Dan Cohen took his first course at Gratz in 1932. He’s been going to Gratz ever since.
If Gratz College needed a poster child for lifelong Jewish learning, Dan Cohen would fit the bill.
At age 90 (and a half), he is one of the oldest students at Gratz, but he believes he still has much to learn.
That’s why, every semester, Cohen can be found on campus, immersed in courses that run the gamut of Jewish education. During a recent interview, Cohen stared at his bookshelves bulging with his personal Jewish library and rattled off titles of his favorite courses.
“I’ve taken a little bit of everything,” he said. “Hebrew grammar, Hebrew poetry, the Hebrew Bible, Talmud, Cairo Geniza, the history of Zionism, liturgy, Jewish history … a whole course about evil. I’ve taken courses with most of the teachers at Gratz. Sometimes multiple courses from the same teachers, but there’s still more. I still have time.”
For as long as he can remember, Cohen has been taking classes at Gratz. A Harvard-educated attorney and a member of the Gratz College Board of Governors, Cohen enrolled in kindergarten at the Gratz School of Observation at age 5.
That was 1932, he said. He has been going to Gratz ever since.
Cohen completed his high school diploma at Gratz and moved to Boston to pursue a bachelor’s degree in Hebrew Literature at the Teachers College of the City of Boston before attending Harvard Law School. Even then, he continued to squeeze in graduate courses at Gratz, enrolling in classes over the summer and developing what he calls “the longest list of incompletes ever assembled there.”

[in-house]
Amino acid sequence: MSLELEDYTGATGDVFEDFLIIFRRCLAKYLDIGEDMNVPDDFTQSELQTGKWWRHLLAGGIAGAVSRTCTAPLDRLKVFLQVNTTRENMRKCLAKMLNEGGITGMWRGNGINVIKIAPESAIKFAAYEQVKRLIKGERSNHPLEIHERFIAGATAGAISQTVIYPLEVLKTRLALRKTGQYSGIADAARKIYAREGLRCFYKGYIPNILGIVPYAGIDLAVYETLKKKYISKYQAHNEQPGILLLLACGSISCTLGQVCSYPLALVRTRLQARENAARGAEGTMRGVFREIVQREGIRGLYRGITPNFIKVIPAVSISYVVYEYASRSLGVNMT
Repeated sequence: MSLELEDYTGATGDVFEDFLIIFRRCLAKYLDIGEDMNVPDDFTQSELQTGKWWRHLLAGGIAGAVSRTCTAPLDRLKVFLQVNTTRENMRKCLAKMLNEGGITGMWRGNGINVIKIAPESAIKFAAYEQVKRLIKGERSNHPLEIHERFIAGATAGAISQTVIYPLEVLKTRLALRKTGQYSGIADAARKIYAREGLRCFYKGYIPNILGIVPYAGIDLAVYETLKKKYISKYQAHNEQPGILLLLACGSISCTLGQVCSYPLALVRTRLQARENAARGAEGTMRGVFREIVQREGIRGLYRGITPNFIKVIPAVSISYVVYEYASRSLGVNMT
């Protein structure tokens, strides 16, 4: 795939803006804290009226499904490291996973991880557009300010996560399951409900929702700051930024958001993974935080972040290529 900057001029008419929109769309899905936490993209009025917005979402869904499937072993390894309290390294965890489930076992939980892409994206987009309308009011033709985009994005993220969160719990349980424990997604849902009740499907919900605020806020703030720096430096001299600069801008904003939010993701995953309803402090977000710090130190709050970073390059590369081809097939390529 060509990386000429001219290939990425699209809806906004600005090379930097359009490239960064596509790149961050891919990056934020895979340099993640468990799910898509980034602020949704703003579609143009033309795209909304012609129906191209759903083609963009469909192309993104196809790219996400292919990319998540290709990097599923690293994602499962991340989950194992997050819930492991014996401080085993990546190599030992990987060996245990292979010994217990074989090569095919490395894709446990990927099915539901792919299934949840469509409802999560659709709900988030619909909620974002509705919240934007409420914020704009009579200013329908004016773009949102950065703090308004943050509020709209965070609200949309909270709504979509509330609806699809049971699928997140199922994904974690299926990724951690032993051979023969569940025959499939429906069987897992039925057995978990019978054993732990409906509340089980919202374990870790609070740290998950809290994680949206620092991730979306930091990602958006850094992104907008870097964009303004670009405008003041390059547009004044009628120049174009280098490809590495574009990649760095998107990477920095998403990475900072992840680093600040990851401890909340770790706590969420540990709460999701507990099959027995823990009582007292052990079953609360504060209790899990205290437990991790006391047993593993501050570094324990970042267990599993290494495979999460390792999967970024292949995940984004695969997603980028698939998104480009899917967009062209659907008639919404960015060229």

“I attended classes regularly, but I rarely wrote the papers,” he said. “I never got a master’s degree, though I certainly attended and participated in enough classes that I could have.”
Cohen moved back to Philadelphia to practice law, where he raised four children who also graduated from high school at Gratz. Meanwhile, Cohen continued to peruse the course catalog every semester and enroll in any subject that caught his attention.
“I may have occasionally missed a year, but if I did, sometimes I made it up by taking two courses the next semester,” he said. “Ever since primary grades, I have been attending Gratz whenever I could, and my wife frequently attended with me.”
Cohen retired from law at age 64, which ultimately freed up more time for his association with Gratz. He also has served on various boards, associations and task forces—often geared around adult Jewish learning or continuing education.
Cohen’s resume includes stints with the American Association for Jewish Education and the American Jewish Committee. He has served on the Gratz College Board of Governors since 1957, he said, “give or take a year or two.”
“I have been almost everything at Gratz, from elementary school student to chairman of the board, and from teacher to carpool driver to parent,” he said. “I remember one occasion when I was attending class and serving as chairman. One day I was signing checks and I suddenly realized I was signing my teacher’s paycheck. That didn’t seem quite right, so I cut that activity out.”
Cohen said he is completely devoted to the concept of Jewish education, though he prefers the term “Jewish learning.” And he’s not planning to retire from his status as student anytime soon.
“The Jewish tradition is, in very large part, an intellectual and literary tradition,” he said. “It’s all bound up in books, and we don’t teach it as much as we should. I have always been interested in Jewish learning, both for myself and for anyone I can find in the Jewish community who wants to learn. It’s really where I devoted a good portion of my life.”